Saturday, June 30, 2012

Mount Vernon: George Washington Up Close and Personal

Just a short distance from Washington, D.C. in the rolling hills of Virginia along the Potomac River, is the home of George Washington, General of the Continental Army, Founding Father and first POTUS. 

It is interesting to note, that having accomplished so much in his lifetime, Washington wanted to be remembered not so much as a commander, statesman, or leader, but as a gentleman farmer at his estate, Mount Vernon. This was the home he returned to after his presidency, where he could devote his days to agricultural innovation. 

The front facade of the main home

Tuesday, June 26, 2012

Jefferson's Monticello

 Monticello - Italian for "Little Mountain"-, the plantation home of Thomas Jefferson, should be a familiar site to people. After all, it is depicted on the back side of the U.S. nickel (five cent coin). We recently had the good fortune to visit this beautiful estate, which was designed by Jefferson, author of the Declaration of Independence, 3rd President of the United States. It is located just outside of Charlottesville, Virginia, and is the only historic house in the U.S. on the United Nations' World Heritage List.

Built on a hill, with 360 degree views of the surrounding land, today the estate is owned and operated by The Thomas Jefferson Foundation. It is open to the public every day except for Christmas. We went on a beautiful June morning, and the flowers in the garden were in full bloom.  After taking a guided tour of the house, visitors are free to roam the grounds. Unfortunately photograhy is not allowed inside the building, so the only pictures I can share with you were taken outside. We explored the gardens and remains of the slave buildings on our own, but thare are also guided tours that start at regular intervals.
The back of the house faces a large lawn.

Friday, June 22, 2012

A Delightful Garden in Richmond, Virginia

We had a little time traveling through Richmond, Virginia, and decided to visit the Lewis Ginter Botanical Garden.  It is a lovely garden with a butterfly exhibit in the large conservatory.  There is also a tea house, children's water play area, a large tree-house, and many lovely paths connecting the smaller gardens. A truly delightful place!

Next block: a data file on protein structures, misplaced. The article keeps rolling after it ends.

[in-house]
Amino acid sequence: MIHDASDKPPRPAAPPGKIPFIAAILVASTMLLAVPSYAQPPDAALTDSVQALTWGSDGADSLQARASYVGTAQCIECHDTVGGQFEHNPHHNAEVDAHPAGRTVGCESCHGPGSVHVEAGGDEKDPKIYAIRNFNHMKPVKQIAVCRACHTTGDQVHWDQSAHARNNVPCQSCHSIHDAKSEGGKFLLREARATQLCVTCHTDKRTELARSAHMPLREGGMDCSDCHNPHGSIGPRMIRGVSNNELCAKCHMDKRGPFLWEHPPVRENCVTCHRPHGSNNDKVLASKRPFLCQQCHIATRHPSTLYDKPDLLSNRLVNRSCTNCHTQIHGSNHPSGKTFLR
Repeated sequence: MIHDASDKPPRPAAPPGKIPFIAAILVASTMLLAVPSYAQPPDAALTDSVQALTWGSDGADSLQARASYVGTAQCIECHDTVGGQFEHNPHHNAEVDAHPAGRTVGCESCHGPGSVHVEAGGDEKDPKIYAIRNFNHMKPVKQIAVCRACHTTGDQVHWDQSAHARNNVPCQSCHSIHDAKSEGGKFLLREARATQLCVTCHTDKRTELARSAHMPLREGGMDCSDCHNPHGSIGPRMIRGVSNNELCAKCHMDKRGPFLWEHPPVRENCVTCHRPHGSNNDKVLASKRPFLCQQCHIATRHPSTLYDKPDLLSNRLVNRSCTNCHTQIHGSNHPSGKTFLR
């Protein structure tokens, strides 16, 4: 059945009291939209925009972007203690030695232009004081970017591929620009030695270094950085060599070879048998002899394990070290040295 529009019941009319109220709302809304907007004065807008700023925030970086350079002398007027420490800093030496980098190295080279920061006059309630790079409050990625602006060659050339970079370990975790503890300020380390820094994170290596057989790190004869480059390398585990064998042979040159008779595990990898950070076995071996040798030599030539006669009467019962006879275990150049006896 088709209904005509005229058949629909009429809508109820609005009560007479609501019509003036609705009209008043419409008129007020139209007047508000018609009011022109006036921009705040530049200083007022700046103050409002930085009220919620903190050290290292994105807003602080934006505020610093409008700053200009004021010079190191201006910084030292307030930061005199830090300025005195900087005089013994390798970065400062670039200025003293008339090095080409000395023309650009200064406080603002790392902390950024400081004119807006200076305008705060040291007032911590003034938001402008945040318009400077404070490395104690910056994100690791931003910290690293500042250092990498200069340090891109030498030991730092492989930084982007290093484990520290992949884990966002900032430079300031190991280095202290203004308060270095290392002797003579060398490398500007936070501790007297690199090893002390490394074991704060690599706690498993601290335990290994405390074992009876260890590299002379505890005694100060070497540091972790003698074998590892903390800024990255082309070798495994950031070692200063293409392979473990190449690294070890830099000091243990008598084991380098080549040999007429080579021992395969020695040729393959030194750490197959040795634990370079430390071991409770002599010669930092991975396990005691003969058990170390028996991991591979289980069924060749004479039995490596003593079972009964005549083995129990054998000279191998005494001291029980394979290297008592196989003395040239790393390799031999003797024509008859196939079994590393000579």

Colorful butterflies flutter around in the ButterfliesLive! exhibit

Monday, June 18, 2012

Colonial Lighting

The highlight of a visit to Colonial Williamsburg is touring the Governor's Mansion. Having burned to the ground not long after the Revolutionary War, it was painstakingly restored in the early 20th century.  While listening to the guide talk about the life and family of Lord Dunmore, last royal governor of The Colony of Virginia, I could not help but notice the beautiful light fixtures that can be found around the mansion. 

The dining room has a glass chandelier

Tuesday, June 12, 2012

Chowning's Tavern - Colonial Williamsburg

Colonial Williamsburg is an impeccably restored historical town in Virginia.  It served as Virginia's capital in the years both preceding and proceeding the Revolutionary War (1699-1780). Today, it is a tourist destination where people young and old can learn about colonial times, talk to guides and craftsmen in period costumes, and of course spend money on everything from souvenirs to dinner. 

After a long day of touring the town, you can reserve a table at one of the historic restaurants.  We chose Chowning's Tavern for our dinner, and had a lovely colonial meal in a beautifully furnished period restaurant with even some musical entertainment.

Sunday, June 10, 2012

New York City, French Food and Italian Opera

Last night, in search of some late dinner, we happened upon a restaurant called Papillon, on East 54th Street. As we entered, the Maitre'D asked us if we would like to sit downstairs, or "upstairs where the opera singing is"?  Of course we had to chose the opera.

Friday, June 1, 2012

Paris Memories

School is out! The house is full of kids playing. As I am getting ready for another summer,  preparing the house for our two-month absence, my mind wanders back to our adventures last year.  The week we spent in Paris in particular.  

While we had visited Paris before, this was the first time we have taken the children.  Paris is so much about art, museums, and food. Young kids just do not appreciate these things.  Last summer, however, we thought the time was finally right. Our youngest just turned seven, and we figured he would be able to handle the long hours spent at various museums. 

Turns out we were right.  The kids loved Paris.  We spent a happy week exploring the city. Saw the sights, lots of art, wandered the streets, and ate many, many macaroons. 

Lovely flowers abound. This was at the Luxembourg Garden.